4. Sync is reliable. This goes back to needing to do work anywhere. Bear’s syncing capabilities (which uses iCloud) have never let me down. I can seamlessly move from my MacBook to my iPhone to continue my work. I’ve found sync equally reliable in other apps that utilize iCloud sync.
5. Wikilinking and hyperlinking is fast. A key feature of a Zettelkasten is the ability to link ideas and reference sources. In Bear, it’s easy to link to other notes and insert hyperlinks in a visually appealing manner. While Bear does not have automatic backlinks, I haven’t found this to be much of an issue. When I want to backlink something, it takes seconds to go in an add the backlink. Just like Jerry Brito, I find that this more deliberative process is actually helpful and prevents me from getting overwhelmed by links that don’t matter to me.
6. Tagging. I LOVE Bear’s tagging system. It’s one of the features that first attracted me to the app. Adding tags is easy and I can add multiple tags for notes that cross subjects or projects. After using Bear’s tagging system for a couple of years now, I find that I can’t stand old-fashioned folder systems. Bear also has easy options for changing all tags to a group of notes.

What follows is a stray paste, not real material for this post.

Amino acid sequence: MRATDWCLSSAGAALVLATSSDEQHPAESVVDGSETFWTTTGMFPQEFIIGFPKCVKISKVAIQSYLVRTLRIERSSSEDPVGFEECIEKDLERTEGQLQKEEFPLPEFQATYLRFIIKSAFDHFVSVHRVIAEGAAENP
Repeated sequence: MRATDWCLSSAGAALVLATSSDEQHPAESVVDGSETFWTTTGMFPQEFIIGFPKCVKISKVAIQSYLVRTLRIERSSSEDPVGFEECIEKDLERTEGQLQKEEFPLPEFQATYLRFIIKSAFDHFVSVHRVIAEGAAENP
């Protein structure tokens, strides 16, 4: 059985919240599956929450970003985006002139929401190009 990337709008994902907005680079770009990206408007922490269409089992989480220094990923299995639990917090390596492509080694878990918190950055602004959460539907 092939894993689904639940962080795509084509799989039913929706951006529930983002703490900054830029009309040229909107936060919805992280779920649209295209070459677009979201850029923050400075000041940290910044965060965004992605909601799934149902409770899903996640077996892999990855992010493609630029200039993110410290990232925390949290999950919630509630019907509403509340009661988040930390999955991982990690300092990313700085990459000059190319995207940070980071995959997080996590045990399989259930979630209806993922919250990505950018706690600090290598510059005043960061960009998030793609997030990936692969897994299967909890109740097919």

7. Search functionality is robust. Search in Bear works great and there are a number of search operators that help with this. My biggest gripe with Bear is that you cannot search within a note on iOS, although I believe this slated for a future release.
8. It’s familiar. Going back to Curtis’s point, this system is familiar to me. I’ve been using Bear for years and I know how the app works. I’m familiar with its keyboard shortcuts and search operators. There’s no learning curve with this app, so there was no time lost setting things up.
There’s no one right or perfect app for creating a Zettelkasten. This article — How to choose the right note-taking app: the ultimate guide— does a good job of breaking down what might be good apps to consider but we all vary in terms of what features we need or want and what characteristics we value.
Things (I think) You should Consider when Choosing a Zettelkasten
Just because Bear works for me for this purpose does not mean it will work for others. But there are some general things I think everyone should consider when selecting an app to be their Zettelkasten: